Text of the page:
President Barack Obama has called on Russia to honor a September cease-fire between Kyiv and pro-Russian rebels in eastern Ukraine.
White House Deputy National Security Adviser Ben Rhodes said President Obama delivered the message to Russian Vladimir Putin during informal conversations at a summit this week in Beijing.
Rhodes also told reporters that Obama will discuss the Ukraine crisis with European leaders on the sidelines of next week's G20 summit in Brisbane, Australia.
NATO and European monitors have reported Russian tanks, troops and weapons crossing the border in the past few days.
Moscow has repeatedly denied any official military involvement in Ukraine, and has described Russian troops fighting alongside rebels as volunteers.
Kyiv pledges to uphold truce
Meanwhile, Kyiv says it has has no intention of abandoning the truce deal it signed with Moscow and rebels in early September in Minsk, a government spokesman said Thursday.
Armed personnel and military trucks without markings are seen near a checkpoint on territory controlled by the self-proclaimed Donetsk People's Republic in Donetsk, eastern Ukraine, Nov. 12, 2014.
“There is no intention of abandoning [the ceasefire] despite all... attempts to break these agreements by the Russian side,” National Security and Defense Council spokesman Andriy Lysenko told a news briefing in the Ukrainian capital.
There have been almost daily breaches of the two-month-old truce, with violence having increased in the past weeks. Both sides blame each other for the violations.
Lysenko said that a buildup of Russian military hardware is continuing in areas of eastern Ukraine controlled by pro-Moscow separatists, along with military forces along Russia’s border with Ukraine, including long-range air defense and aviation teams.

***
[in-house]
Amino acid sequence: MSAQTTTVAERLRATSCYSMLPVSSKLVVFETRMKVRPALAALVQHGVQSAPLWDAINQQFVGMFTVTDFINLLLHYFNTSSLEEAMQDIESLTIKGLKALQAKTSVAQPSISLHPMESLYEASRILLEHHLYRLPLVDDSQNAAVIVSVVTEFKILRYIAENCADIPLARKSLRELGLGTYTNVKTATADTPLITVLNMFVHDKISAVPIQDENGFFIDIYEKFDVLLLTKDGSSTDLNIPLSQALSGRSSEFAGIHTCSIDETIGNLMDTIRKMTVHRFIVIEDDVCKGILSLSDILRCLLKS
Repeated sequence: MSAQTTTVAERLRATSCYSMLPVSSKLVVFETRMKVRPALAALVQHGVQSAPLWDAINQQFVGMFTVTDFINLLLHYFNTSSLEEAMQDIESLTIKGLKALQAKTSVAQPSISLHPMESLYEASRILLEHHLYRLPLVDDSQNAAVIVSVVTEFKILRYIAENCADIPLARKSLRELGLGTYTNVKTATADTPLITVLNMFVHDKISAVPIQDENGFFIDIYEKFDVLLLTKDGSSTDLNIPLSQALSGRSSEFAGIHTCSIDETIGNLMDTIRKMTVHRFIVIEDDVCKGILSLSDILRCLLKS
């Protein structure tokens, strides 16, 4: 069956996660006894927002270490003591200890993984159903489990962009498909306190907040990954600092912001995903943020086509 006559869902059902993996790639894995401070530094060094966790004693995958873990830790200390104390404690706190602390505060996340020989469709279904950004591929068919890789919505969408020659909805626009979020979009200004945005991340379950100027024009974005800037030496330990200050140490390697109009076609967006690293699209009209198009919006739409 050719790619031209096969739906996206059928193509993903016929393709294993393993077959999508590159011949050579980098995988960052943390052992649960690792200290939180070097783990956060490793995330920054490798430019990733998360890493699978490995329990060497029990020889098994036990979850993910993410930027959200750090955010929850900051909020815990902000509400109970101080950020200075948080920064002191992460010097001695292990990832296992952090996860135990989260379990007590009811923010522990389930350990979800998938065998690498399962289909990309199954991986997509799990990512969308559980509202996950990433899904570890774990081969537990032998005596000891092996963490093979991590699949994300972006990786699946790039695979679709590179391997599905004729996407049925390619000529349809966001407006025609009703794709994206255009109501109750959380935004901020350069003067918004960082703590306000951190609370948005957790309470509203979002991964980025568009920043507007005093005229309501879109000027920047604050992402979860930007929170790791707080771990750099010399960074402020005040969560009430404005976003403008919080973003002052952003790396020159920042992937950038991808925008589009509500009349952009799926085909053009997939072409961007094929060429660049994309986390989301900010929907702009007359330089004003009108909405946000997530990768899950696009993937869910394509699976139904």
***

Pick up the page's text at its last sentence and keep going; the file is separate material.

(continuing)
More than 4,000 people have been killed in the conflict since April, according to United Nations figures.
Among those killed, 1,052 were members of Ukrainian government forces, Lysenko said earlier this week, adding that 4,079 people have been wounded as a result of the fighting.
UNSC emergency session
At an emergency meeting of the U.N. Security Council Wednesday, Ukraine's ambassador to the world body said Kyiv's restraint was the only reason all-out war has not erupted. Yuriy Sergeyev also questioned whether the Kremlin was planning an armed invasion in eastern Ukraine.
FILE - U.S Ambassador to the U.N. Samantha Power
U.S. Ambassador Samantha Power said Russia and the separatists have not lived up to any of the conditions of the September 5 Minsk cease-fire agreement, including pulling out all foreign fighters from Ukraine.
Power said at the same time, Ukraine has made a genuine effort to stick to the deal, calling on the U.N. to tighten the pressure on Russia.
Russia dismisses charges as propaganda
Deputy Russian Ambassador Alexander Pankin told the council it is Ukraine that is concentrating its forces along the front lines after Kyiv and the separatists agreed to pull them back. He accused European monitors of failing to take note of this and called reports of a Russian military buildup propaganda.
The Ukraine conflict has severely strained ties between Russia and the West, with the U.S. and the EU imposing a series of sanctions against Moscow, with Russia retaliating with its own punitive measures.
On Thursday, Russian Prime Minister Dmitry Medvedev said it was up to the U.S. to improve relations.
"In order to overcome existing problems, sanctions need to be simply abandoned, relations should be returned into a [level] playing field; normal, peaceful, productive negotiations should be restarted, then everything will stabilize," said Medvedev.
Representatives of the EU and the U.S. are meeting in Brussels Thursday to discuss additional sanctions against Russia’s economy and separatists in Ukraine.
After meeting German Foreign Minister Frank-Walter Steinmeier in Berlin Thursday, U.S. Ambassador to the United Nations Samantha Power said she and Steinmeier were “deeply disturbed, particularly by the military escalation that is afoot.''
“In terms of next steps... our experts are meeting this week in order to see how we can jointly impose costs on Russia,'' she said.